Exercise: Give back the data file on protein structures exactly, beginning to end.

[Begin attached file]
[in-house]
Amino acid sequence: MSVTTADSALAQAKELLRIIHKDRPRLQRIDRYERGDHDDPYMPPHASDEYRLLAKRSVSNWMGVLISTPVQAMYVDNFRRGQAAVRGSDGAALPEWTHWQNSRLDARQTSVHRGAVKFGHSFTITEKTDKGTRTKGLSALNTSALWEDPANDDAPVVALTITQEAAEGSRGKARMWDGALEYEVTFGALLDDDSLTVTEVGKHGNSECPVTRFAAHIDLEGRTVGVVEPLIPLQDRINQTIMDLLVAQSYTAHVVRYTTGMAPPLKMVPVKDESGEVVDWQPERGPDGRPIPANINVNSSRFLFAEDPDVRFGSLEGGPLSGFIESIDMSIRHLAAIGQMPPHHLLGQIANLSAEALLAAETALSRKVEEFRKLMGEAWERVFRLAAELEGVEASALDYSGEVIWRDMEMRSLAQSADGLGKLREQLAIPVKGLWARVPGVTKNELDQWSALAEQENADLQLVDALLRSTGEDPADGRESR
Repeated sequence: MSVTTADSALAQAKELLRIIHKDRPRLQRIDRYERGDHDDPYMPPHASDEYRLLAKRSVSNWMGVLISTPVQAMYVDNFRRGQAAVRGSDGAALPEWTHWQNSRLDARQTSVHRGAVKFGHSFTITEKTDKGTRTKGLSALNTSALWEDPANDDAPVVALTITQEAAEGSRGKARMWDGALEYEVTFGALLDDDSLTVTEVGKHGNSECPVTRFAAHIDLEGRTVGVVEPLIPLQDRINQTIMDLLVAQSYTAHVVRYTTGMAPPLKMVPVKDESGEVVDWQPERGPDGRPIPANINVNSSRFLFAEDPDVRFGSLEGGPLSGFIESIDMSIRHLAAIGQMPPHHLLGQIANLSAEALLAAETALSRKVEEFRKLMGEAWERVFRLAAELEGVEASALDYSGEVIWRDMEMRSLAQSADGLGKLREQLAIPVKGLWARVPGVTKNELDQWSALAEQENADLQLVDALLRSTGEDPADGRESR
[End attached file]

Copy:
[in-house]
Amino acid sequence: MSVTTADSALAQAKELLRIIHKDRPRLQRIDRYERGDHDDPYMPPHASDEYRLLAKRSVSNWMGVLISTPVQAMYVDNFRRGQAAVRGSDGAALPEWTHWQNSRLDARQTSVHRGAVKFGHSFTITEKTDKGTRTKGLSALNTSALWEDPANDDAPVVALTITQEAAEGSRGKARMWDGALEYEVTFGALLDDDSLTVTEVGKHGNSECPVTRFAAHIDLEGRTVGVVEPLIPLQDRINQTIMDLLVAQSYTAHVVRYTTGMAPPLKMVPVKDESGEVVDWQPERGPDGRPIPANINVNSSRFLFAEDPDVRFGSLEGGPLSGFIESIDMSIRHLAAIGQMPPHHLLGQIANLSAEALLAAETALSRKVEEFRKLMGEAWERVFRLAAELEGVEASALDYSGEVIWRDMEMRSLAQSADGLGKLREQLAIPVKGLWARVPGVTKNELDQWSALAEQENADLQLVDALLRSTGEDPADGRESR
Repeated sequence: MSVTTADSALAQAKELLRIIHKDRPRLQRIDRYERGDHDDPYMPPHASDEYRLLAKRSVSNWMGVLISTPVQAMYVDNFRRGQAAVRGSDGAALPEWTHWQNSRLDARQTSVHRGAVKFGHSFTITEKTDKGTRTKGLSALNTSALWEDPANDDAPVVALTITQEAAEGSRGKARMWDGALEYEVTFGALLDDDSLTVTEVGKHGNSECPVTRFAAHIDLEGRTVGVVEPLIPLQDRINQTIMDLLVAQSYTAHVVRYTTGMAPPLKMVPVKDESGEVVDWQPERGPDGRPIPANINVNSSRFLFAEDPDVRFGSLEGGPLSGFIESIDMSIRHLAAIGQMPPHHLLGQIANLSAEALLAAETALSRKVEEFRKLMGEAWERVFRLAAELEGVEASALDYSGEVIWRDMEMRSLAQSADGLGKLREQLAIPVKGLWARVPGVTKNELDQWSALAEQENADLQLVDALLRSTGEDPADGRESR